FFRF scores victory in Okla. school district

A high school in Tecumseh, Okla., is no longer proselytizing football players and students after the Freedom From Religion Foundation took to the field in defense of the U.S. Constitution.

A concerned community member reported to the state/church watchdog that on Aug. 29, Tecumseh High School football players were required to attend a team prayer meeting on the school’s football field while district coaches organized and led prayer at the school-sponsored prayer event. A post on the Tecumseh Savage Football Facebook page confirmed that there was an official team prayer event held to “say a prayer over our players, cheerleaders, band members, students, coaches, and fans. The post includes an image overlaid with a bible verse, “Jesus said to him if you can believe all things are possible to him who believes.” – Mark 9:23.

Staff Attorney Chris Line wrote a letter to Tecumseh Public Schools asking that it investigate and take action to make sure coaches and employees no longer lead students in prayer, participate in prayer with students or organize team prayer events.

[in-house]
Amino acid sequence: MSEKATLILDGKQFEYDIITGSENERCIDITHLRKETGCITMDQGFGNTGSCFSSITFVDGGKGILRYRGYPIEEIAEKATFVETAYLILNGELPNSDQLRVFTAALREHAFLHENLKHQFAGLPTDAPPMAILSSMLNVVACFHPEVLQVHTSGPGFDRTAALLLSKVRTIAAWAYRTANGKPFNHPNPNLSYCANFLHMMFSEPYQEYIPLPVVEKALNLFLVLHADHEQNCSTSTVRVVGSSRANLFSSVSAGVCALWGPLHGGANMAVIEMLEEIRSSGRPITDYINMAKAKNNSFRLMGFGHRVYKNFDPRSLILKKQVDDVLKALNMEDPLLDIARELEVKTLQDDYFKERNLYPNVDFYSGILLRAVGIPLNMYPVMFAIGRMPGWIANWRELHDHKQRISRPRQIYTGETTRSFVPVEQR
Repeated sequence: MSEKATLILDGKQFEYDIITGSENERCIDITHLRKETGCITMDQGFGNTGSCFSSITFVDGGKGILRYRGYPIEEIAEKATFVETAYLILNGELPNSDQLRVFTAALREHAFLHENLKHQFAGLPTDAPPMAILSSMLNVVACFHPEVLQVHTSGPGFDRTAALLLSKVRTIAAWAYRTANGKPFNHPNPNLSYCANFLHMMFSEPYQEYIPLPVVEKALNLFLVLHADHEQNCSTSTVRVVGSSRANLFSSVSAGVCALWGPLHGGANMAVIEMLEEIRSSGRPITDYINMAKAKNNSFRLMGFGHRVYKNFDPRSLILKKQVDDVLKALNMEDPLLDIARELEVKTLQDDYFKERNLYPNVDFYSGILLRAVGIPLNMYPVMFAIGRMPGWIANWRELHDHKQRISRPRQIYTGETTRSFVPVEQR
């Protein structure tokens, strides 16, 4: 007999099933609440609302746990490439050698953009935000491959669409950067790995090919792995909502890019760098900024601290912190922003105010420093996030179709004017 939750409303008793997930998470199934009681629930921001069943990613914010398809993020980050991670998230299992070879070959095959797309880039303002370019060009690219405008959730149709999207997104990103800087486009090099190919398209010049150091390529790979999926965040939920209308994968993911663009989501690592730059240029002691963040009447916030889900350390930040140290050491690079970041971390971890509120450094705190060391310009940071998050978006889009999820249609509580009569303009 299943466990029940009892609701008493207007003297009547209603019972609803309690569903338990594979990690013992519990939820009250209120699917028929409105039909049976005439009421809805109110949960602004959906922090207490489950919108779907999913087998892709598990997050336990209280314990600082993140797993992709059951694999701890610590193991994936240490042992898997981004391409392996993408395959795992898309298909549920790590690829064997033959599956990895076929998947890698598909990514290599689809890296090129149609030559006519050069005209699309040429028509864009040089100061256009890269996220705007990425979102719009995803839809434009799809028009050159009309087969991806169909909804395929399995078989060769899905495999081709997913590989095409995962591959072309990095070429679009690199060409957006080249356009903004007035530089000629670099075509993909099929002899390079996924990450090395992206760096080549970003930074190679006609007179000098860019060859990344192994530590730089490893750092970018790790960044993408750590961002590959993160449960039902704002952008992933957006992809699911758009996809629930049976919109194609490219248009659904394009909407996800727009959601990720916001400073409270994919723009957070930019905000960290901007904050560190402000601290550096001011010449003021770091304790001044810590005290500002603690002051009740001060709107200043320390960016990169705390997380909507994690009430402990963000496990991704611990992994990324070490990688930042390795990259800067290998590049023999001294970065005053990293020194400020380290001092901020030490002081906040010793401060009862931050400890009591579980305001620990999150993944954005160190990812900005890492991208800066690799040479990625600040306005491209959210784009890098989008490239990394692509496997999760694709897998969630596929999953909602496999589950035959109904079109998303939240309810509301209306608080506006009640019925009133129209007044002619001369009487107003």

“We write to remind the district that it is illegal for public school athletic coaches to lead, organize or participate in prayer or religious events with their teams,” Line emphasized to School Superintendent Robert Kinsey. “Federal courts have specifically held public school coaches’ participation in religious events with their teams is unconstitutional.”

FFRF’s reasoning scored a constitutional touchdown. The Tecumseh superintendent has instructed the removal of a religious message on the school’s official Facebook page, and spoken with football coaches to ensure that prayers are student-led, voluntary and held off district property. In a response from the legal representative for the school district, FFRF was informed that the district agrees that the post and prayer meetings were inappropriate for a public school district. It also explained that coaches will not be involved in prayers, any prayer events should be held off of school property, and the post will be removed.

“No public school athlete should be expected to pray to play,” contends FFRF Co-President Dan Barker. “We’re pleased the school district has responded with alacrity to educate its staff and provide a lesson on why religious indoctrination and rituals may not be part of school events.”

The Freedom From Religion Foundation is a national nonprofit organization with more than 35,000 members across the country, including members in Oklahoma. Our purposes are to protect the constitutional principle of separation between state and church and to educate the public on matters relating to nontheism.

Freedom From Religion Foundation

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